Speaking to producers at the 2016 CIC in San Diego on Jan. 28, Blach said the markets built $5.5 billion in profitability between mid-2013 to the end of 2014. That momentum then reversed, as the industry lost $5.1 billion in profits from late 2014 to the end of 2015.
“That was the third-largest rally in history with 37 percent growth in 15 months,” Blach said of the 2013-2014 run. “Then we turned around and hit the third-largest break in history, with 32 percent [lost] in the past 15 months.”
That was felt by some producers going from $500-per-head profits down to $500- to $600-per-head losses in 2015.
Blach said that volatility was defined by a perfect storm of supply shortages a year ago, to the price shock of abundant supplies in the past year. July to October of 2015 created a slowdown gap of all protein demands combined.
Now the worst of the price shock of 2015 – with higher supplies across all protein sources – has worked its way through the industry. But volatility in the markets could be a constant over the next year or two.
Softened global demand – fueled by a higher dollar and a port shutdown early last year – didn’t help the market. Exports were expected to be down 600 million pounds; in the end, it was 1.5 billion pounds less exported.
The trend has been seen before, Blach explained, following similar markets from the ’70s and other expansion periods.
“This cycle is no different than what we’ve seen historically. Typically within the first 12 to 18 months of when a market tops, we’ve given back all the equity we’ve made, assuming that we weren’t hedged. This one ain’t any different.”
Blach said as leverages for the cow-calf sector tighten in 2016, the packing side should start to see leverage build on its side and should “be in a more profitable run, a more consistent run as we increase supplies.”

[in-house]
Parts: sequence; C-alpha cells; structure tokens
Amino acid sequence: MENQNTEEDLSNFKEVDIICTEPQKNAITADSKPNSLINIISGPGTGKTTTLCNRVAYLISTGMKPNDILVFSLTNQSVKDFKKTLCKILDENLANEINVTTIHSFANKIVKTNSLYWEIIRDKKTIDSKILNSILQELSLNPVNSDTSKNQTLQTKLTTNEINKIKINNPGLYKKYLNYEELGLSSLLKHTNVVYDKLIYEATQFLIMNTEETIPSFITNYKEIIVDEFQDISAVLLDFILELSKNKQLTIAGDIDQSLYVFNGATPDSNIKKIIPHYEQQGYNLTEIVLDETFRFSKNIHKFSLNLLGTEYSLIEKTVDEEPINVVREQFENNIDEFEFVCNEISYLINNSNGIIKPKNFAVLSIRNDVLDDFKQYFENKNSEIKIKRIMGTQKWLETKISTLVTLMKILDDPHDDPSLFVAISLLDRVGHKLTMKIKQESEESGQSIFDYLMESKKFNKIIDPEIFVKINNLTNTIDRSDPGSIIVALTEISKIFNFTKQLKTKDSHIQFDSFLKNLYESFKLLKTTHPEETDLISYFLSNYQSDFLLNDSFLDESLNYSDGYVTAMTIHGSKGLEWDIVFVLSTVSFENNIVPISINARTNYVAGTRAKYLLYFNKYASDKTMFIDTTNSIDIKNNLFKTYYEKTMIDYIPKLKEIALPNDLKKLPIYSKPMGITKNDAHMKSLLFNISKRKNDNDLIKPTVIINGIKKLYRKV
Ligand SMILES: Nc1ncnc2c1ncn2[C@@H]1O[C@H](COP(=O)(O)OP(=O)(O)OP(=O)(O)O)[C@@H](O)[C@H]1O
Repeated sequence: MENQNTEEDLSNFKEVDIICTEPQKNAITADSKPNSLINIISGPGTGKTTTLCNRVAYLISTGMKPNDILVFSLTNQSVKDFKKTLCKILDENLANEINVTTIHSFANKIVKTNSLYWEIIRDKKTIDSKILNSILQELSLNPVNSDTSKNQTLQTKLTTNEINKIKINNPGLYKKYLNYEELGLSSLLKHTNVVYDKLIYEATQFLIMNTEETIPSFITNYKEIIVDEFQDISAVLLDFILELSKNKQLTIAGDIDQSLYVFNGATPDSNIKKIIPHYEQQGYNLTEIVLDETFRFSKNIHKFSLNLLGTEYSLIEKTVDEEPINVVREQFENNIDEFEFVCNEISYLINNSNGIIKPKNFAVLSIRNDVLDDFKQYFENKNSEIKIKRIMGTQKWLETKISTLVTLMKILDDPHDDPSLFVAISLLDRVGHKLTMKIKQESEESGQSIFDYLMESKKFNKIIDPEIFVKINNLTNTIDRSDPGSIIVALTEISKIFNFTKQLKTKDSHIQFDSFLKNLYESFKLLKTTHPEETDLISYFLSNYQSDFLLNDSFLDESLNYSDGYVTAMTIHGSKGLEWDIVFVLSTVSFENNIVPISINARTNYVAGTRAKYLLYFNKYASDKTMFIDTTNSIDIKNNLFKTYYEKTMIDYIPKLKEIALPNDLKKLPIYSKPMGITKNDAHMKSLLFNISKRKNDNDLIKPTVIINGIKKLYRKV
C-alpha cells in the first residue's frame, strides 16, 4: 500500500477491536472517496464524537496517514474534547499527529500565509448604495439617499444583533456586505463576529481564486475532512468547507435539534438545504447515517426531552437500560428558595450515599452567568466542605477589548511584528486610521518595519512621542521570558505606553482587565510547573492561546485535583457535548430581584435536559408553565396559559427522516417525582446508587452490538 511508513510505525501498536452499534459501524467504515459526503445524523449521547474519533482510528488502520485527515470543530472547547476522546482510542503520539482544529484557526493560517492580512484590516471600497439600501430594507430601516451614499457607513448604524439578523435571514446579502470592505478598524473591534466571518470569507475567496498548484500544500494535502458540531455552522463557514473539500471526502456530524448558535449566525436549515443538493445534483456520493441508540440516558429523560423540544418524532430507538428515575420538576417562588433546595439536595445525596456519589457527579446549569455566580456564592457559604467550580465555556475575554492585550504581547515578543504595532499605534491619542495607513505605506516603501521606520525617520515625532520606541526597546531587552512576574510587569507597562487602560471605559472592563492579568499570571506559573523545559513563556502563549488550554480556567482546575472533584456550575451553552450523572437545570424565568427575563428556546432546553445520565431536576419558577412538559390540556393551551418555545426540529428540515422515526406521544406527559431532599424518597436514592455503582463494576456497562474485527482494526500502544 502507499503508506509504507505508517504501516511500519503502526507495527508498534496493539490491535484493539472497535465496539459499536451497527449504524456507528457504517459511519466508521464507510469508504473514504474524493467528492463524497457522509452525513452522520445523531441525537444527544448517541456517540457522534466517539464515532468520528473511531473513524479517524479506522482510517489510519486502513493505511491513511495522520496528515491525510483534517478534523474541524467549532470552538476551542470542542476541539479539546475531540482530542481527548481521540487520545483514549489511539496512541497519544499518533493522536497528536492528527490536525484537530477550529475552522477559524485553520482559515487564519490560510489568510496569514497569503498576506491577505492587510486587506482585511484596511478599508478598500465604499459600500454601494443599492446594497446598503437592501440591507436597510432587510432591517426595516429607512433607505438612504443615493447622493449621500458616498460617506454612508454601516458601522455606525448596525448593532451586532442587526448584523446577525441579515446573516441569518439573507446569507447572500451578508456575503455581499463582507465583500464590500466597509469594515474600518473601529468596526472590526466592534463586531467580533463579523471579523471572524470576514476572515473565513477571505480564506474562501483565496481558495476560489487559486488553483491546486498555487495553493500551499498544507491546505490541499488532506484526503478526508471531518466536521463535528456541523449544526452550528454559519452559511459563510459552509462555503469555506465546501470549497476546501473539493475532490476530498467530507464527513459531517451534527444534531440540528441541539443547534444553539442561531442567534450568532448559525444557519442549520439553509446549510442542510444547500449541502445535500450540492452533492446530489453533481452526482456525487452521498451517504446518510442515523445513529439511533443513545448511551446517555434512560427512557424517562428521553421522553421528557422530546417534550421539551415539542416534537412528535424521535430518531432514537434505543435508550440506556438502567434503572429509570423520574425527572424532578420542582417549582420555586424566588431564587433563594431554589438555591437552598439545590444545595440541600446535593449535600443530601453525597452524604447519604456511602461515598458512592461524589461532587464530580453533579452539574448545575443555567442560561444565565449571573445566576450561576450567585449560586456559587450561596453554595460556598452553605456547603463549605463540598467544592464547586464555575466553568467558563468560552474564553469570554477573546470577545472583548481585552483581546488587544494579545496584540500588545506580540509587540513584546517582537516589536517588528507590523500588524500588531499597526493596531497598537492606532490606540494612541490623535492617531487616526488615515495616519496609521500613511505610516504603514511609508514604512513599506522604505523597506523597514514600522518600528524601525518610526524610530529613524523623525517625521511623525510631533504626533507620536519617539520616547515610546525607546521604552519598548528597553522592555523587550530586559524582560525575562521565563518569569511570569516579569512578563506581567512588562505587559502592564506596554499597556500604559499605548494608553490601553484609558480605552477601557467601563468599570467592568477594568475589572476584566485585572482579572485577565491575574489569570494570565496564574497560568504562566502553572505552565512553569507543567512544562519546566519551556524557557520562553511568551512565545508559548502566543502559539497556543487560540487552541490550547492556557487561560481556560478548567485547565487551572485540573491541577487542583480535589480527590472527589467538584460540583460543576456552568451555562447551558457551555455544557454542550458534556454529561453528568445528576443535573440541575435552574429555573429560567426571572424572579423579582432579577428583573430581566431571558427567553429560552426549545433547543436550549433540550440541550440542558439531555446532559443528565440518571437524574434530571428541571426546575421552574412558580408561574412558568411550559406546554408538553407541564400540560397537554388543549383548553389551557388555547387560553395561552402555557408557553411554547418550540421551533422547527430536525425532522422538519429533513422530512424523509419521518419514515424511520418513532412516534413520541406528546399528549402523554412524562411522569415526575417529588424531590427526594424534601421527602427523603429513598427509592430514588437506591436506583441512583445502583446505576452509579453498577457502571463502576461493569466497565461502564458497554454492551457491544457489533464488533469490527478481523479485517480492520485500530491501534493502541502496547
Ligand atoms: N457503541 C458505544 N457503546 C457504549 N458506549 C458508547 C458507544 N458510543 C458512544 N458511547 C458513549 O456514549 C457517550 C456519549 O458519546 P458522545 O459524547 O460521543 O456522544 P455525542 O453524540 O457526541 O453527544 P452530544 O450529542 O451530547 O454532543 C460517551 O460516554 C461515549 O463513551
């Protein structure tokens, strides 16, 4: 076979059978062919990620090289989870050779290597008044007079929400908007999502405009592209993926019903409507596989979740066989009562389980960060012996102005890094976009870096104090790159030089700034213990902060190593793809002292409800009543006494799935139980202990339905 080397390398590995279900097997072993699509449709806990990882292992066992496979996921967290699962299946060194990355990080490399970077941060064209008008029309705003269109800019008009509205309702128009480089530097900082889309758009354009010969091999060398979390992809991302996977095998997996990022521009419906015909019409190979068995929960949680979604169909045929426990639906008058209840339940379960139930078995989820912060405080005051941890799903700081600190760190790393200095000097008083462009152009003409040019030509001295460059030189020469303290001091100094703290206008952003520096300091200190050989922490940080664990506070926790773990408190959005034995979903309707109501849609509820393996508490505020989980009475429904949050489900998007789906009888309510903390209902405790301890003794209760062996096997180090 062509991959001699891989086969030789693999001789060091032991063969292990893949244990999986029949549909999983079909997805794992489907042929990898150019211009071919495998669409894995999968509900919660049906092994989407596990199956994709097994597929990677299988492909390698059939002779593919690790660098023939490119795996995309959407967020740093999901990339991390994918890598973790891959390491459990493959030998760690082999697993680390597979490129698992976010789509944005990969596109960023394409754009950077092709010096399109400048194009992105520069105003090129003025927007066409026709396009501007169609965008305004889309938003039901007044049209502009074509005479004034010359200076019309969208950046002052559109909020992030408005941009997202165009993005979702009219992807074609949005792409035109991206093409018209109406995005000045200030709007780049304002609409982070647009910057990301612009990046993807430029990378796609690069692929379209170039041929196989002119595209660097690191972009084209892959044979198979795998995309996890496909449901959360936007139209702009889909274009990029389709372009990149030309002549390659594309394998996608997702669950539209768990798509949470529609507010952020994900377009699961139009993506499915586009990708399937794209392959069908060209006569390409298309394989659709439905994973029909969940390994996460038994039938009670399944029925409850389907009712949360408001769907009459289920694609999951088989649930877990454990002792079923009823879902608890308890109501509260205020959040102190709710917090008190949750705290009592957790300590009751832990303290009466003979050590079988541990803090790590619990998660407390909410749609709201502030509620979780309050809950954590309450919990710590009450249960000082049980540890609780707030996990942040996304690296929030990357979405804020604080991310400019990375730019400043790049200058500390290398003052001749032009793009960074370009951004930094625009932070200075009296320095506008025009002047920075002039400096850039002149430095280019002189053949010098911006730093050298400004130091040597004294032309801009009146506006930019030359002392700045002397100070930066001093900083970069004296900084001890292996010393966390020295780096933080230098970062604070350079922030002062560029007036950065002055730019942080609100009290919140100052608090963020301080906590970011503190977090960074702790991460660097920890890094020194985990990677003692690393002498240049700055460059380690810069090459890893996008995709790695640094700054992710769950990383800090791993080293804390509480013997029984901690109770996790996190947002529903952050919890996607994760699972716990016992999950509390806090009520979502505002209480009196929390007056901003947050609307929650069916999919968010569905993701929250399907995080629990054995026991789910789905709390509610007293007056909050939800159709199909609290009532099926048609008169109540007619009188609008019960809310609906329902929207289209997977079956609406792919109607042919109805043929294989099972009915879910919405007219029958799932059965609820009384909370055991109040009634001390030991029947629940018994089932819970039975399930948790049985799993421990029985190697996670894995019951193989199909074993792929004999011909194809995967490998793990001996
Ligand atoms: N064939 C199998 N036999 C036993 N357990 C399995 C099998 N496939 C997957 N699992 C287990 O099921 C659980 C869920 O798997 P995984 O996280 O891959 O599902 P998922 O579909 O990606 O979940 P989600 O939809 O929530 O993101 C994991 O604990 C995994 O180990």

“We’re going to see more utilization rate of these packing plants. Along with that, they’ll have a little more leverage as we move forward. Packing margins should stay more positive. That’s because we lost a lot of currentness and bargaining power, and they have more margins.”
Markets will continue to see some volatility, Blach said, calling the current market “the second-most volatile market in history,” including more volatile than the BSE crisis of 2003-2004. The industry is seeing $15 dollar moves on calf prices every 15 days, created by several factors.
Blach also pointed to two regions – the North and Central that have cash price discovery at a time when the cash market is shrinking elsewhere.
Other trends noted by Blach:
Global demand will remain soft in the early half of 2016, but should grow back into the 3 percent range for the year with surges in the second half.
The domestic demand for beef will range from 3 to 5 percent lower, although the economy is expected to grow modestly and stay away from recession.
The grain supply remains healthy with prices similar to 2015. Large U.S. and global supplies of oil and energy with weaker demand should keep fuel costs low.
Blach said the repeal of mandatory country of origin labeling (COOL) laws in the U.S. came at a crucial period, as cattle producers wrestle with higher supplies. If COOL had not been repealed, he said, it would have cost producers another $10 to $12 per hundredweight.
Commodity prices for beef declined 31 percent in the past year, Blach said, but it wasn’t nearly as bad as the 50 to 60 percent lost in other commodities and the 71 percent decline in gasoline commodities.
Check back for additional CattleFax outlook stories from the NCBA at Progressive Cattleman’s news section.
PHOTO: Randy Blach, CEO of CattleFax, addresses cattle producers at the NCBA Cattle Industry Convention. Staff photo.
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